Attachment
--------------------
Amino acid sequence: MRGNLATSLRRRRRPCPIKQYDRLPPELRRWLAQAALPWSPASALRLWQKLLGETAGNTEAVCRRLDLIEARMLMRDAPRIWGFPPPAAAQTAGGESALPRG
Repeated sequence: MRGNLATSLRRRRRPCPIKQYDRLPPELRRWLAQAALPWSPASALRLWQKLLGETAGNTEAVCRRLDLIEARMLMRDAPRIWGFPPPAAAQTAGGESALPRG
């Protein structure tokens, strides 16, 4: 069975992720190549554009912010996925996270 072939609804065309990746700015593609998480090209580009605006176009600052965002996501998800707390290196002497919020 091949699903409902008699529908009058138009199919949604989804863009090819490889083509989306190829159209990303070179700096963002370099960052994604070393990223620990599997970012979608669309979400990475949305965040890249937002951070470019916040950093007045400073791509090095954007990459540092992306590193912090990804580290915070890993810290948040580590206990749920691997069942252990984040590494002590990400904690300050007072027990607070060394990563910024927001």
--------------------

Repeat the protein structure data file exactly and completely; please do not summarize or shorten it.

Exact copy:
Amino acid sequence: MRGNLATSLRRRRRPCPIKQYDRLPPELRRWLAQAALPWSPASALRLWQKLLGETAGNTEAVCRRLDLIEARMLMRDAPRIWGFPPPAAAQTAGGESALPRG
Repeated sequence: MRGNLATSLRRRRRPCPIKQYDRLPPELRRWLAQAALPWSPASALRLWQKLLGETAGNTEAVCRRLDLIEARMLMRDAPRIWGFPPPAAAQTAGGESALPRG
């Protein structure tokens, strides 16, 4: 069975992720190549554009912010996925996270 072939609804065309990746700015593609998480090209580009605006176009600052965002996501998800707390290196002497919020 091949699903409902008699529908009058138009199919949604989804863009090819490889083509989306190829159209990303070179700096963002370099960052994604070393990223620990599997970012979608669309979400990475949305965040890249937002951070470019916040950093007045400073791509090095954007990459540092992306590193912090990804580290915070890993810290948040580590206990749920691997069942252990984040590494002590990400904690300050007072027990607070060394990563910024927001």